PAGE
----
Investors were hoping their properties would continue to appreciate so they could sell at a profit. Banking on appreciation is speculating, not investing. When property prices fell investors were unable to sell for a profit. Since the rents did not cover expenses, their losses quickly accumulated, and many inventors defaulted on their loans. Foreclosures started to rise which led to a dramatic decline in property values, wiping out $7 trillion in real estate value in the first few years of the recession. It might be wise to look at the price-to-rent ratios in your market to see if they are similarly out of balance.
Government Intervention Could Be Affecting Rents
There are a few other factors affecting the price-to-rent ratios. In response to the pandemic, the government intervened by placing moratoriums on evictions and foreclosures. The eviction moratorium was extended through March and may be extended again this year. This moratorium is likely distorting the market and putting downward pressure on rents because landlords are reluctant to raise rents when they know there is no option to evict, unless the tenant has violated some other term of the lease. If this moratorium continues it could stifle rent increases through 2021. Once it is rescinded, landlords will be freer to align their rents to market rates which may improve the price-to-rent ratio.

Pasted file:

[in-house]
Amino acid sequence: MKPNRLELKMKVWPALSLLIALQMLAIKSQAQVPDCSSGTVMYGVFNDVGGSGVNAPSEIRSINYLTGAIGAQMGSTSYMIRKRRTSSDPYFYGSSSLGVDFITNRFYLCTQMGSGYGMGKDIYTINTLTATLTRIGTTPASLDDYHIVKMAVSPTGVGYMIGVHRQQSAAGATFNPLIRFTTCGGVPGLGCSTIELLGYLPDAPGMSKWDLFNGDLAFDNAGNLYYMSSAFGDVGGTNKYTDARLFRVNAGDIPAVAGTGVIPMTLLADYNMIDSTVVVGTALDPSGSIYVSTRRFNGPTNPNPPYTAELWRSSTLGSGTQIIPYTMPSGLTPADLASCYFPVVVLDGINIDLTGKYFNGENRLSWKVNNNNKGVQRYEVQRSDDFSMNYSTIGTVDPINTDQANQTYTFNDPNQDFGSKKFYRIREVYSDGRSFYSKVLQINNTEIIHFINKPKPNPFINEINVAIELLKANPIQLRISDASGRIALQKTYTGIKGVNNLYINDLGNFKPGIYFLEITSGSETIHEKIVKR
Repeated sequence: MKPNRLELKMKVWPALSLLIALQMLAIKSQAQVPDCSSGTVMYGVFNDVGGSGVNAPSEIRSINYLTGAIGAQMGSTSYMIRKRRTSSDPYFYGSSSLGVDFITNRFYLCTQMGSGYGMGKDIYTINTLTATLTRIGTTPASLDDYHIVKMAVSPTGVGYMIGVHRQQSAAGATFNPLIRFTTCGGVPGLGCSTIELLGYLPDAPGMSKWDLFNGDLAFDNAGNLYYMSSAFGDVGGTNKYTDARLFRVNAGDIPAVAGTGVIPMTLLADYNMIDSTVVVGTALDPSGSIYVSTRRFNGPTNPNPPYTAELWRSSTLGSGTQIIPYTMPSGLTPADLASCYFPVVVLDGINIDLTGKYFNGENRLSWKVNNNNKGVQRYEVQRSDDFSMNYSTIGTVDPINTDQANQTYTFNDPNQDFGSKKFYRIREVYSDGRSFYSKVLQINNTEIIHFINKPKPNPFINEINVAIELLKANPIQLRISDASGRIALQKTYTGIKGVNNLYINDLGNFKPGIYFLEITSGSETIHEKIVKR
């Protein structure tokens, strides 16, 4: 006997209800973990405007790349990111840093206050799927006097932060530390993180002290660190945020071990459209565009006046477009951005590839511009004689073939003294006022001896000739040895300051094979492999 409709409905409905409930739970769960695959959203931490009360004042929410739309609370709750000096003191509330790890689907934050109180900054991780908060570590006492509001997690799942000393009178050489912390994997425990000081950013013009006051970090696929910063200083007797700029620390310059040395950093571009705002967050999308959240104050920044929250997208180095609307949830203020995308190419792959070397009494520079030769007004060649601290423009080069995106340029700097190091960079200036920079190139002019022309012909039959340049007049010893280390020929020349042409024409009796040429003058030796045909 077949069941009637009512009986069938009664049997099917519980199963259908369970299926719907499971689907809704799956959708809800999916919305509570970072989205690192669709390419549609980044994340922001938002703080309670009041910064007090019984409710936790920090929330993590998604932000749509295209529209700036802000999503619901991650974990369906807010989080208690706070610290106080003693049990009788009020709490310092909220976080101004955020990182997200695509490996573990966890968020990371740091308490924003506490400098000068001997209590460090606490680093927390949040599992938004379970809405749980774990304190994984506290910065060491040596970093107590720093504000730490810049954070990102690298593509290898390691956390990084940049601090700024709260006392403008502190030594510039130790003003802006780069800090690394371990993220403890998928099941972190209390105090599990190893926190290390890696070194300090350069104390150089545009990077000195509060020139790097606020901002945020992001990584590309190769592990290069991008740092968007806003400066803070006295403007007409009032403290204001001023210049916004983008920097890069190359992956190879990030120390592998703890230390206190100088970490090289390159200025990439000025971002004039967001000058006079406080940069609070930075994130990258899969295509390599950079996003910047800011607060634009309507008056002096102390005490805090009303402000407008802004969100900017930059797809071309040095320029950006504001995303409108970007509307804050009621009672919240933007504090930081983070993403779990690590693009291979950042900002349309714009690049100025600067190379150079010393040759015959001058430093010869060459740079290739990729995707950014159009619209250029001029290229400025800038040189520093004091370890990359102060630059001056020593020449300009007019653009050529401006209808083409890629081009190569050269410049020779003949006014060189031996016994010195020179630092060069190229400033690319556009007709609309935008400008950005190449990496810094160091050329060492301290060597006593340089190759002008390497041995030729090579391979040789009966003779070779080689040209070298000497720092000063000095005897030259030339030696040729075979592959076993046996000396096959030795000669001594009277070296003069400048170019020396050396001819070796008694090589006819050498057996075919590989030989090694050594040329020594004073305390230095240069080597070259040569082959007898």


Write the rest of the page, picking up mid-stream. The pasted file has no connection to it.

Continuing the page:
Similarly, the moratorium on foreclosures may be distorting property prices. The foreclosure moratorium could be hiding weaknesses in the market as property owners are in default but able to stay in their property. These losses are not currently reflected in the market, but will once foreclosures resume. As banks foreclose, the properties are are usually sold at a discount to market prices, which can lead to price declines in the market. Sellers lower prices in order to sell before the market sours and buyers become more patient if they anticipate prices will fall further.